Deborah Newman watched her classroom of toddlers at Project Help with a faint smile on her face.
“I never get to see them from here,” she said from an observation booth at the early intervention preschool program on the Middle Tennessee State University campus.
As she gazed through a two-way mirror into her room, the 20-year teaching veteran explained why her students were playing with Play-Doh with more enthusiasm than one would think is possible.
She said the Play-Doh, which was being pulled, tugged, caressed and pounded by the students, increases their muscle strength and introduces them to new textures.
“Some kids are sensitive to different textures,” she said.
Newman explained children with certain developmental delays like autism have problems with the way things feel, and her class plays with Cool Whip, pudding, dried beans and rice, and paint to introduce those kids to a variety of consistencies.
Some of her kids don’t want to roll the Play-Doh between their hands, or even touch it.
“But when they see other kids playing with it, then they want to play with it,” Newman said with a fascinated smile.
Newman’s preschool class is just one of three at Project Help, located on Baird Lane in Murfreesboro, where the children range in age from 15 months old to 3 years old. Her class, referred to as the “Green Room,” houses the youngest students at the preschool program, which offers services free of charge children with developmental delays or disabilities.
Newman’s students range in age from 15 months old to 2 years old, and like all Project Help classrooms, consists of developmentally delayed children and typical children, called peers and peer models, respectively.
The peer models serve as role models to the peers. They benefit as well by being part of a program that promotes diversity, creativity, and cultural experiences for toddlers by learning through play.
Newman explained her class, like all Project Help classes, learns through play and focuses on six areas of childhood development: fine motor skills, gross motor skills, communication, social and adaptive skills, self-help, and cognitive skills. The Play-Doh helps with fine motor skills.
By the time these students graduate from the Green Room to the Blue Room, they should be able to sit through a floor activity – like blocks, reading and other age appropriate activities – replicate three letter sounds, and sit independently on a mat, she said.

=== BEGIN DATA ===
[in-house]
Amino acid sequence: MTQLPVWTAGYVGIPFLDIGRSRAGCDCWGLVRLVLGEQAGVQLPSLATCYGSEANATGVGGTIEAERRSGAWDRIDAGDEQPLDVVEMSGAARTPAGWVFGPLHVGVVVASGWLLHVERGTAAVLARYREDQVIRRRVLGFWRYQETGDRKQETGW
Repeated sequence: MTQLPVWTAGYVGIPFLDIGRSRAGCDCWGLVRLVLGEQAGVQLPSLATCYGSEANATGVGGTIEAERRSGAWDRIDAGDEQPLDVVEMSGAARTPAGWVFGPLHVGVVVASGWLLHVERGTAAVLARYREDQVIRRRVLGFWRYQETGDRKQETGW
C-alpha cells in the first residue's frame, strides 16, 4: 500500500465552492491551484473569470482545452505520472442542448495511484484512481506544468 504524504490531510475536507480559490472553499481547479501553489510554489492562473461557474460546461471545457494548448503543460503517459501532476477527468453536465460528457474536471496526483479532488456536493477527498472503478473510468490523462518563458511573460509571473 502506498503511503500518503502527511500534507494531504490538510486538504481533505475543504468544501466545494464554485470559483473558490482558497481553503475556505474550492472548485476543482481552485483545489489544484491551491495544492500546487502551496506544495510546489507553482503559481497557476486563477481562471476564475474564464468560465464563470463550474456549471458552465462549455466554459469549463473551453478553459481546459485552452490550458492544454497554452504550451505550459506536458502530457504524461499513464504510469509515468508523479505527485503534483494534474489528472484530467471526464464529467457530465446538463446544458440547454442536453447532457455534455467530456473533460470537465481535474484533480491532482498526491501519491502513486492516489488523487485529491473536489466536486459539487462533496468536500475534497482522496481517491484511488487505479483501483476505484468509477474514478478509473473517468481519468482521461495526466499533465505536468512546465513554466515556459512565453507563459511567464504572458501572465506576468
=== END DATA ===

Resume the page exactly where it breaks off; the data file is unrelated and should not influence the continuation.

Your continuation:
While Newman’s class was working on fine motor skills with Play-Doh, students from the Blue Room were working on their gross motor skills with a medicine ball in the hallway.
The Blue Room students, who range in age from 2 years old to two and a half years old, were picking up a five-pound ball and placing it through a small basketball hoop to help build their core strength, Blue Room teacher Bobby Young explained.
Young and the Blue Room students were helped by “Big Friends,” MTSU students who are participating either as part of their studies or for a scholarship requirement.
“This is a school of learning, for the children, MTSU students and community at large,” explained Kerry Boylan, volunteer coordinator at Project Help.
The community at large is invited to learn more about Project Help at a Fall Festival and Blue Raider Spirit Day, set for 1 p.m until 3:30 p.m. Thursday, Oct. 18, in the Project Help Early Intervention Preschool parking lot. Project Help is located at 206 North Baird Lane in Murfreesboro.
Former offensive lineman for the Tennessee Titans Brad Hopkins is the guest of honor. He will be joined by other football players from the Titans and MTSU Blue Raiders for pumpkin carving and other activities.
Project Help needs donations of pumpkins, Halloween treats and party favors for the event. To make a donation, contact Project Help at 615-898-2458 before Monday, Oct. 15.
Project Help is funded in part by the Tennessee Department of Education’s Division of Special Education, the United Way of Rutherford and Cannon Counties, MTSU and several local charities, all of which see the value of early intervention in the lives of children with disabilities.
Seeing the value of a preschool education for these children is what brought Newman to Project Help in 1992, she said.
“Before this I worked with adults with disabilities,” she said, adding she jumped at the chance to move her career to Project Help. “I don’t know anything else other than to play with and love children.”
And it’s the little things that keep this challenging job rewarding, she said.
“Just when you think you can’t do another day with Play-Doh," Newman said, "you have a kid who gets it.”